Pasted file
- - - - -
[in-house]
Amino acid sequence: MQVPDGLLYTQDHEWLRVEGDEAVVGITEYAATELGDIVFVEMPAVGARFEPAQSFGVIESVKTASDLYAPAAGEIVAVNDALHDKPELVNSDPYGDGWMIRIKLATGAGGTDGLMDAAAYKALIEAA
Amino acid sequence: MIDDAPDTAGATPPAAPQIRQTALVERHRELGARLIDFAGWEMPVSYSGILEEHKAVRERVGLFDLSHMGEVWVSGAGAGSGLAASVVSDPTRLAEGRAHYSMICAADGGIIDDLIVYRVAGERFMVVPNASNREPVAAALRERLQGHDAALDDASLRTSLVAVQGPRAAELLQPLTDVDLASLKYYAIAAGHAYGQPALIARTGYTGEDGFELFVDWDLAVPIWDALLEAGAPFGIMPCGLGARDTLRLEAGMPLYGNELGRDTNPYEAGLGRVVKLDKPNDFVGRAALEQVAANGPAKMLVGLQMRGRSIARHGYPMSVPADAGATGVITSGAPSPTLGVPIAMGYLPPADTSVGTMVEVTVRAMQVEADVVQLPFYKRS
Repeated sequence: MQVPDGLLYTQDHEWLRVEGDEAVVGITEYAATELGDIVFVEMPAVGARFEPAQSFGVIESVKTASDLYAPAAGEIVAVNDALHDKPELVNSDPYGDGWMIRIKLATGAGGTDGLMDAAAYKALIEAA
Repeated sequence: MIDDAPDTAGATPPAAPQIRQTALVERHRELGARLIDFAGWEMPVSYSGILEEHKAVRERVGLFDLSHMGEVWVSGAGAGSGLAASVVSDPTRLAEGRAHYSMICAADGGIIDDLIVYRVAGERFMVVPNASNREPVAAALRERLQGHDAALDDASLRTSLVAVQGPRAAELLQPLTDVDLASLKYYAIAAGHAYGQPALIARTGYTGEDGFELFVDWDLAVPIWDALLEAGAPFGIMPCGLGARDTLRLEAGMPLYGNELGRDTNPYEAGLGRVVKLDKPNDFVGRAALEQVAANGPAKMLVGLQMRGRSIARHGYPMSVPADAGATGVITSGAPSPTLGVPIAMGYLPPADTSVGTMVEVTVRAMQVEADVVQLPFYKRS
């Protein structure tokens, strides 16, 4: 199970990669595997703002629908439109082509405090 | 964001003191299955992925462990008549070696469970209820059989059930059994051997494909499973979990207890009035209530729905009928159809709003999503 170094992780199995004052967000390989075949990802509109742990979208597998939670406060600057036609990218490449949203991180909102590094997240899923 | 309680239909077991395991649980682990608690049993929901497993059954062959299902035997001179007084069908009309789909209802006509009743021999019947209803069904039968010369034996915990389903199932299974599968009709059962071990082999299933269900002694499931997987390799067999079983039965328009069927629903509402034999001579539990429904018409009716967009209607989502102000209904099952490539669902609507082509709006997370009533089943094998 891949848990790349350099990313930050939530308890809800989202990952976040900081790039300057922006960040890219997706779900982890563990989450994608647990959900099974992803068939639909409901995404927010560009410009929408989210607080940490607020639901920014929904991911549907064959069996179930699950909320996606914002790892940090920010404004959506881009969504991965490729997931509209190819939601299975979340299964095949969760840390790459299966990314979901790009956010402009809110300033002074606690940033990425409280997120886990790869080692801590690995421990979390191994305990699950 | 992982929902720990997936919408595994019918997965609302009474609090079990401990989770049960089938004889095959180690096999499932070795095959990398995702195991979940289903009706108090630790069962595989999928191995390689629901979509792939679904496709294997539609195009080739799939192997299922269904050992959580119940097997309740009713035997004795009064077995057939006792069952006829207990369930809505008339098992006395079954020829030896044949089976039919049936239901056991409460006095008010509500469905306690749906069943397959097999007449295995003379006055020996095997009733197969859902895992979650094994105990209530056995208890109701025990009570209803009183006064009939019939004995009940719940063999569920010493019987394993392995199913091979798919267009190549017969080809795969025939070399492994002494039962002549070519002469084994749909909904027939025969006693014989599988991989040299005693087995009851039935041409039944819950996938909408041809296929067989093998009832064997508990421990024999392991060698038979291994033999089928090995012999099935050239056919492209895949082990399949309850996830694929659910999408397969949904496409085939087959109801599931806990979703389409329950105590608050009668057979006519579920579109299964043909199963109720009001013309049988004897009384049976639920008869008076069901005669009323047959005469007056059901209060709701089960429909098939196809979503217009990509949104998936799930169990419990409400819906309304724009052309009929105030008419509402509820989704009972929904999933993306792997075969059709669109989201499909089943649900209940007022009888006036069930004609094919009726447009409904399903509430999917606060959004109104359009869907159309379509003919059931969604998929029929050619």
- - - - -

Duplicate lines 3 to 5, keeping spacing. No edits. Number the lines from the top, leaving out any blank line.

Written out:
Amino acid sequence: MIDDAPDTAGATPPAAPQIRQTALVERHRELGARLIDFAGWEMPVSYSGILEEHKAVRERVGLFDLSHMGEVWVSGAGAGSGLAASVVSDPTRLAEGRAHYSMICAADGGIIDDLIVYRVAGERFMVVPNASNREPVAAALRERLQGHDAALDDASLRTSLVAVQGPRAAELLQPLTDVDLASLKYYAIAAGHAYGQPALIARTGYTGEDGFELFVDWDLAVPIWDALLEAGAPFGIMPCGLGARDTLRLEAGMPLYGNELGRDTNPYEAGLGRVVKLDKPNDFVGRAALEQVAANGPAKMLVGLQMRGRSIARHGYPMSVPADAGATGVITSGAPSPTLGVPIAMGYLPPADTSVGTMVEVTVRAMQVEADVVQLPFYKRS
Repeated sequence: MQVPDGLLYTQDHEWLRVEGDEAVVGITEYAATELGDIVFVEMPAVGARFEPAQSFGVIESVKTASDLYAPAAGEIVAVNDALHDKPELVNSDPYGDGWMIRIKLATGAGGTDGLMDAAAYKALIEAA
Repeated sequence: MIDDAPDTAGATPPAAPQIRQTALVERHRELGARLIDFAGWEMPVSYSGILEEHKAVRERVGLFDLSHMGEVWVSGAGAGSGLAASVVSDPTRLAEGRAHYSMICAADGGIIDDLIVYRVAGERFMVVPNASNREPVAAALRERLQGHDAALDDASLRTSLVAVQGPRAAELLQPLTDVDLASLKYYAIAAGHAYGQPALIARTGYTGEDGFELFVDWDLAVPIWDALLEAGAPFGIMPCGLGARDTLRLEAGMPLYGNELGRDTNPYEAGLGRVVKLDKPNDFVGRAALEQVAANGPAKMLVGLQMRGRSIARHGYPMSVPADAGATGVITSGAPSPTLGVPIAMGYLPPADTSVGTMVEVTVRAMQVEADVVQLPFYKRS